Project 1: Forms of Address in Uruguayan Spanish. I have completed data collection for a book-length monograph that explores the regional, social, and pragmatic variation of pronominal and verbal address in the Spanish of Uruguay in the twenty-first century. It considers all three forms of address (vos, tú, and usted) to ascertain the main regional, social, and situational parameters that determine their use. I used a national-scale survey, interviews, and matched-guise experiments, and supplemented them with representations of address in the linguistic land- and mediascape. I am analyzing the surveys quantitatively with Rbrul, and the interviews qualitatively with Atlas.ti. The project has already led to several article publications (e.g., on vocative bo, on women's covert attitudes towards voseo and tuteo, on address variation in popular music and children's literature). The objective is to complete the book manuscript by the end of 2023.
Project 2: Mexican American Voices: A history of Spanish-English Code Mixing in the U.S. Southwest. This project focuses on Spanish-English mixing by Latino artists of the Southwest (Texas, New Mexico, Arizona, California), such as the Texas Tornados, Lalo Guerrero, and many others. The project documents the public history of bilingual music in the United States. It has required traveling to archives, listening to and transcribing songs, and analyzing them quantitatively for different types of language mixing, and qualitatively for theme, tone, and purpose. The project made very good progress in 2019 thanks to a Glasscock Research Fellowship. The publications from the project have been the result of my collaboration with my colleague Verónica Loureiro-Rodríguez (U of Manitoba), with the assistance of several graduate and undergraduate students. Articles from this project have appeared in Language and Communication and Latino Studies.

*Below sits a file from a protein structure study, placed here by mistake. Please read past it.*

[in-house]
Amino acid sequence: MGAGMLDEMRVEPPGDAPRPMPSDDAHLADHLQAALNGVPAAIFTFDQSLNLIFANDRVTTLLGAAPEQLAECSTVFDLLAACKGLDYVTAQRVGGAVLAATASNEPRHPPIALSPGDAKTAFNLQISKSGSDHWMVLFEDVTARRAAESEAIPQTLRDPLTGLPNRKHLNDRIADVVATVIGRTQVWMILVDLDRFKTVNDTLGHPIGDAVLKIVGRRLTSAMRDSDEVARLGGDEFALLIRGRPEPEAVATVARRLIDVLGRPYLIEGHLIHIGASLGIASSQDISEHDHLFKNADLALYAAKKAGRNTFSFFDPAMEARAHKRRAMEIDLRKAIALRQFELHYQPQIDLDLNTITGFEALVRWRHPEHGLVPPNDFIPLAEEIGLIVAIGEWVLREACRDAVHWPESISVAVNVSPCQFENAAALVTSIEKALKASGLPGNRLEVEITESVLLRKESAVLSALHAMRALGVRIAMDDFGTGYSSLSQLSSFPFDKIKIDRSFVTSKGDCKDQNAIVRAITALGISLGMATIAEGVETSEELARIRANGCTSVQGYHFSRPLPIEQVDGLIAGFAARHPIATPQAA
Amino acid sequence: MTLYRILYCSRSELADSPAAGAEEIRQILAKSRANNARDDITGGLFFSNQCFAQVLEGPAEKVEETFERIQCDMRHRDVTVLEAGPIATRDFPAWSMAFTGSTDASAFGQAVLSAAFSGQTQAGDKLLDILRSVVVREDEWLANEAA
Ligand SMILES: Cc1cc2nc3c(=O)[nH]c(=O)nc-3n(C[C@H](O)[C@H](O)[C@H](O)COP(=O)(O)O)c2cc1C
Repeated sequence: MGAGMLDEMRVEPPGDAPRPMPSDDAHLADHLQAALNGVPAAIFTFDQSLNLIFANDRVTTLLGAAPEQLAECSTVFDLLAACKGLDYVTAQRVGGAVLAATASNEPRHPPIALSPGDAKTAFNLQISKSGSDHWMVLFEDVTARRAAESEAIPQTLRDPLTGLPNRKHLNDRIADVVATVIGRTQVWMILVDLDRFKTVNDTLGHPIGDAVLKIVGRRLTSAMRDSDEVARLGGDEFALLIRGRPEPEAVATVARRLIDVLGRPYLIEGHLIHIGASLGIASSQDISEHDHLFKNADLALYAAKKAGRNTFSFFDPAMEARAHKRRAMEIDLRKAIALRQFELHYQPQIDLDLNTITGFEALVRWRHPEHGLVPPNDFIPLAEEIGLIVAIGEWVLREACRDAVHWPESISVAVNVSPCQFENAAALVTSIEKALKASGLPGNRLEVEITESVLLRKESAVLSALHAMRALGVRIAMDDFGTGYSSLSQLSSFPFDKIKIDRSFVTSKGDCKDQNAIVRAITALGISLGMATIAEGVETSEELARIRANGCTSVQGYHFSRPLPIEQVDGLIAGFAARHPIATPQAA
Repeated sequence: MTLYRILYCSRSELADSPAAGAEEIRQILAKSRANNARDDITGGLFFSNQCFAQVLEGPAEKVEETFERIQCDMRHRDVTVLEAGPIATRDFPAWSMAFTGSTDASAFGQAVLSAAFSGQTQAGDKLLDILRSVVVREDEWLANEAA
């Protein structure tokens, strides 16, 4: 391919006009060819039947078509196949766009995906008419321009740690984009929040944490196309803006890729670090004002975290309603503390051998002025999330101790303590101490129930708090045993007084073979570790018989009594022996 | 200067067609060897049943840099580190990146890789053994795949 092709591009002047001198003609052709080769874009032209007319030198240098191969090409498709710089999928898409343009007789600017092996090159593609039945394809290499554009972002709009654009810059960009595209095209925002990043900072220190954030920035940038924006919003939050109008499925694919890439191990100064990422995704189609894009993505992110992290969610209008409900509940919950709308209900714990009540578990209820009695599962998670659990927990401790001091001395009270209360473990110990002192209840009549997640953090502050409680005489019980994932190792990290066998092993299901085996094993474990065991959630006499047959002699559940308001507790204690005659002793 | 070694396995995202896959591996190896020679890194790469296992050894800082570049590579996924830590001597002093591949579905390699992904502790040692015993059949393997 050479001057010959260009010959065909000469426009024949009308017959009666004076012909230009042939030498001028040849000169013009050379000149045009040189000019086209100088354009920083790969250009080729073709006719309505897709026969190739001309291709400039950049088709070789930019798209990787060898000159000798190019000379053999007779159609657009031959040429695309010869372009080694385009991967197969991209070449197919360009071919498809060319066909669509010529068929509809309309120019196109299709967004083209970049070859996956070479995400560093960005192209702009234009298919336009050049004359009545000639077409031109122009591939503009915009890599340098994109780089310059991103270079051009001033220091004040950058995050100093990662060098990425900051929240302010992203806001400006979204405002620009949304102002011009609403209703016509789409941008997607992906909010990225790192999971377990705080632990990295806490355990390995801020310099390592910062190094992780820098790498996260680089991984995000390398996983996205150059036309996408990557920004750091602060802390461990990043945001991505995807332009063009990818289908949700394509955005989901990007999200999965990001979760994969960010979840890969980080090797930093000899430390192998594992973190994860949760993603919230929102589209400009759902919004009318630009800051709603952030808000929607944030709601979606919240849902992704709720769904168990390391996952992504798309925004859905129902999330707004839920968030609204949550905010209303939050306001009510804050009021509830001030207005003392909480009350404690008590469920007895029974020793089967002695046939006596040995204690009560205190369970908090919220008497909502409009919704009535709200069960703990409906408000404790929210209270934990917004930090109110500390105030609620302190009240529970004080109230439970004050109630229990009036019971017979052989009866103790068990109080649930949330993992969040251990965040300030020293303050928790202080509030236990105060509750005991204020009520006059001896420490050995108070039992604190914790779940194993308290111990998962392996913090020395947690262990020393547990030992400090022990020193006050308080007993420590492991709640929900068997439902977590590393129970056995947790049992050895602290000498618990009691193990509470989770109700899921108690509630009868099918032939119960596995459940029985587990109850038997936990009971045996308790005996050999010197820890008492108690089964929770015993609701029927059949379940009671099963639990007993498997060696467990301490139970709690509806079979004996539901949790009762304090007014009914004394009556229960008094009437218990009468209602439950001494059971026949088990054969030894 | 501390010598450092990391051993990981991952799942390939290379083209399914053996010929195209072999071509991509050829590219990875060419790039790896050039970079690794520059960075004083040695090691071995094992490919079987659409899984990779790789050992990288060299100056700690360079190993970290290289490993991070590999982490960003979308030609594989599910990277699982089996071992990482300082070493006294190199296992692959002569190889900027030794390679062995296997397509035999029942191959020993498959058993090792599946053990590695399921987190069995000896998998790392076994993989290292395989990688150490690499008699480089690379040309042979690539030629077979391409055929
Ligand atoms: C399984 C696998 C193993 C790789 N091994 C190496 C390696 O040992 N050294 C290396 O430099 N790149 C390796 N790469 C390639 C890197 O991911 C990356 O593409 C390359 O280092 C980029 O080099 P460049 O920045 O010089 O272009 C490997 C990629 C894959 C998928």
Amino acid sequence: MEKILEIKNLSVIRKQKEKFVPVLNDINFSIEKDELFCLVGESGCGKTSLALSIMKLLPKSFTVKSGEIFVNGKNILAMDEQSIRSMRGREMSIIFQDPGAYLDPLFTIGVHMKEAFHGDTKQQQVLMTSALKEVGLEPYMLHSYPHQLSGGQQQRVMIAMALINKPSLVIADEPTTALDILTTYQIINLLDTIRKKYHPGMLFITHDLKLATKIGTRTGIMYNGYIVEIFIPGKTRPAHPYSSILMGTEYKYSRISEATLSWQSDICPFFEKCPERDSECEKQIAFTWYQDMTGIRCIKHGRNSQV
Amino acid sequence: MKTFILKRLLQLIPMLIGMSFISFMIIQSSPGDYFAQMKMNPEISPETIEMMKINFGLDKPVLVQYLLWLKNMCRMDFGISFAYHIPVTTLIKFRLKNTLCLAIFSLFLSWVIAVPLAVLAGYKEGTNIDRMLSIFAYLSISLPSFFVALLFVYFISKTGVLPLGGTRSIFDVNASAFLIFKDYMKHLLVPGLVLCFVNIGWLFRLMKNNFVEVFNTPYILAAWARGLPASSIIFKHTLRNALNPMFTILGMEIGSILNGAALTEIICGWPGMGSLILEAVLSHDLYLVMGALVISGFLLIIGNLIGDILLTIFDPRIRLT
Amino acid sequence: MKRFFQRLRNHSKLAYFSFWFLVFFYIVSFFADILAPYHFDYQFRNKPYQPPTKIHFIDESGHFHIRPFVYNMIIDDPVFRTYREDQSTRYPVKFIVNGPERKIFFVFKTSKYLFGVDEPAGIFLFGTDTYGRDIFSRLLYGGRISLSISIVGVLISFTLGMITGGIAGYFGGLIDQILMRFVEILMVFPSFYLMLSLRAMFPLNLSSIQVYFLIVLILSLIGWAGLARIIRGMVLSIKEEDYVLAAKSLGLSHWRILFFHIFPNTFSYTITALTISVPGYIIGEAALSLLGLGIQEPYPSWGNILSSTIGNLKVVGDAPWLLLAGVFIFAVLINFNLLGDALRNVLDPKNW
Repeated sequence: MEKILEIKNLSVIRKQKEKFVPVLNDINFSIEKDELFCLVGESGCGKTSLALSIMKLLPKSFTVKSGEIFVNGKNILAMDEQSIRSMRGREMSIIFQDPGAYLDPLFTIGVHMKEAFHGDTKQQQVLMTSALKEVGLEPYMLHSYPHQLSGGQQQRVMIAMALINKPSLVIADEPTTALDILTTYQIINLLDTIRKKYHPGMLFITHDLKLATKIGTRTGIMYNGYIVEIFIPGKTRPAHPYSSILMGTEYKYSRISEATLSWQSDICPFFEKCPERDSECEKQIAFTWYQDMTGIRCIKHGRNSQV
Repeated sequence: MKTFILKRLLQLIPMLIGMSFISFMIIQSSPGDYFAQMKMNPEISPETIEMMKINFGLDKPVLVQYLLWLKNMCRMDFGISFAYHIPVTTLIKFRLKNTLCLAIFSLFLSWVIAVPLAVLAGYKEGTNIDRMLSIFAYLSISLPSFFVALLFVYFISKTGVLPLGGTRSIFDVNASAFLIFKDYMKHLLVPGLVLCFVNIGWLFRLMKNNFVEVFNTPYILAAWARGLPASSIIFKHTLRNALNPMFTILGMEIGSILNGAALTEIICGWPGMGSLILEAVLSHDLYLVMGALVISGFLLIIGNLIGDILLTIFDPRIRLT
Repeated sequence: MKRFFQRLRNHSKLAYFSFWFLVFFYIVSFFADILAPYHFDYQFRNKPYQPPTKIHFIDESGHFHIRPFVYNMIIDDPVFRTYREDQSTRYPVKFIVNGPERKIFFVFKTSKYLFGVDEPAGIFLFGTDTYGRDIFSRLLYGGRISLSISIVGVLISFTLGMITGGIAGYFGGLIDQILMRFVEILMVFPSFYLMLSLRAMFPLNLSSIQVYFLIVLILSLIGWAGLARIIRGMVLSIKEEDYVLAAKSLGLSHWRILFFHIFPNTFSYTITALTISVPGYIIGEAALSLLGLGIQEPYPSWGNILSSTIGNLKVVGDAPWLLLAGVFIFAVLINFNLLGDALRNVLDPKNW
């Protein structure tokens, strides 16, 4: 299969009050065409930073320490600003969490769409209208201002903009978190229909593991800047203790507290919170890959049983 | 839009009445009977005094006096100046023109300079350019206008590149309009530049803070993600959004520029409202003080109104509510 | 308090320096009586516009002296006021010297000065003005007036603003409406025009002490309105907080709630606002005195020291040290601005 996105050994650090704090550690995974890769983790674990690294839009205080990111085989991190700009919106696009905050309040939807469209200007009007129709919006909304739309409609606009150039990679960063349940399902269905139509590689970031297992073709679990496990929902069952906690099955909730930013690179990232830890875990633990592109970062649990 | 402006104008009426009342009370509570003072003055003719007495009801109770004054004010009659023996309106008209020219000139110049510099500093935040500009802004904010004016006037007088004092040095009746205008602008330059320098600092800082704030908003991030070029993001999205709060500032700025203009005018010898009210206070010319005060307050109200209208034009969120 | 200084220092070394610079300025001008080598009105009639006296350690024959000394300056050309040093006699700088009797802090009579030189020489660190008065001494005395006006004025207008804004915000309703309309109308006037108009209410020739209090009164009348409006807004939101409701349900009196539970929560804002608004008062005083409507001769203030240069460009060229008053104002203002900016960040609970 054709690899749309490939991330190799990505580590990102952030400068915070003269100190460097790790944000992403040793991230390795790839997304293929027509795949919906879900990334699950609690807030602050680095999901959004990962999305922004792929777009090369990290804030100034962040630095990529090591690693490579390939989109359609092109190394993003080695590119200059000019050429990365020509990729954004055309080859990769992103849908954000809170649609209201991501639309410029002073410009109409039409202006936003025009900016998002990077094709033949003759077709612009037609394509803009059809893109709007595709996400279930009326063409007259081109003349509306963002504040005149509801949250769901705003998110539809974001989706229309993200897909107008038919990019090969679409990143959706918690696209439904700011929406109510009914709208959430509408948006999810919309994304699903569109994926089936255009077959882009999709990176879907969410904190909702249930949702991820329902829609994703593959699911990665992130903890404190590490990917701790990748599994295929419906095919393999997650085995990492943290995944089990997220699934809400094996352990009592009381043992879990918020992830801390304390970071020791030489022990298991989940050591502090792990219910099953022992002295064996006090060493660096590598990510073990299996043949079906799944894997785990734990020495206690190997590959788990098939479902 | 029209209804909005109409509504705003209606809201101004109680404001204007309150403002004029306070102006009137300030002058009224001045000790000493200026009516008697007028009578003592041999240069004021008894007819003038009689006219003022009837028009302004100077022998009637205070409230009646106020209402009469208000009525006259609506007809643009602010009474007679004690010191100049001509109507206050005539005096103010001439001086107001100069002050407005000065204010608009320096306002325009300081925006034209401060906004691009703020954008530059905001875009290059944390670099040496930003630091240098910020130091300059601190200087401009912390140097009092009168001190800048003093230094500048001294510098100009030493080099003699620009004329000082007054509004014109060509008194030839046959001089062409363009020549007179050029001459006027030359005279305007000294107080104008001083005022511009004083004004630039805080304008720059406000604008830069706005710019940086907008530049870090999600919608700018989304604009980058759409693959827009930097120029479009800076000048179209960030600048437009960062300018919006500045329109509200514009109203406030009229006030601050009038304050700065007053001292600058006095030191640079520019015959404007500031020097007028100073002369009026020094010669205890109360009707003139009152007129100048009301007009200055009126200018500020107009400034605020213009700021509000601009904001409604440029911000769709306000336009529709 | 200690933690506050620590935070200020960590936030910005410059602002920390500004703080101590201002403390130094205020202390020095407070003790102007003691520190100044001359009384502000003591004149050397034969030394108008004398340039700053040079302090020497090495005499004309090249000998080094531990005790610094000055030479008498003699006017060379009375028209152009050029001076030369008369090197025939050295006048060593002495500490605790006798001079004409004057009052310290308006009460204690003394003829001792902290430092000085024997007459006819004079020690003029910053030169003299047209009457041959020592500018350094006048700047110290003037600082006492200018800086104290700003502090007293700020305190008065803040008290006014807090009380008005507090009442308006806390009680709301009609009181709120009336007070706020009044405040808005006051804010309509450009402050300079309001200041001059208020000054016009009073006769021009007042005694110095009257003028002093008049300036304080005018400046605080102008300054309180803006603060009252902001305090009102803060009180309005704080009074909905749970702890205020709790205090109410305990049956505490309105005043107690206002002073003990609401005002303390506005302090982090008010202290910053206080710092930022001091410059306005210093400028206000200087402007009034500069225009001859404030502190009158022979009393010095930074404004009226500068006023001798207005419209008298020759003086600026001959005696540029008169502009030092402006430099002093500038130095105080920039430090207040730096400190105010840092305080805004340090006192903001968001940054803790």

Project 3. Out of the Mouths of Babes: Child acquisition as a factor in language change. This project focuses on several changes that Latin American Spanish has undergone in the course of its history, including the evolution of its sound system and second person pronominal and verbal address paradigms. Although the features of these changes are well-known, our approach is novel in that it ties those changes, on the one hand, with the situation of extreme dialectal and linguistic mixing wrought by European settlement and immigration, and on the other, with the universal tendencies of child acquisition, as evinced by data from modern L1 acquisition research. This is a collaboration with my colleague (and former student) Israel Sanz-Sánchez, and it has led to several conference talks and to two publications in the Journal of Historical Linguistics and the Journal of Historical Sociolinguistics.
Interested in finding out more about any of these projects? Have your own project you would like to tell me about? I am always interested in collaborating with graduate and undergraduate students, so if you would like research credits (SPAN 491, HISP 685, 691), I would love to hear from you. If you are thinking about applying to graduate school in our department, contact me via email.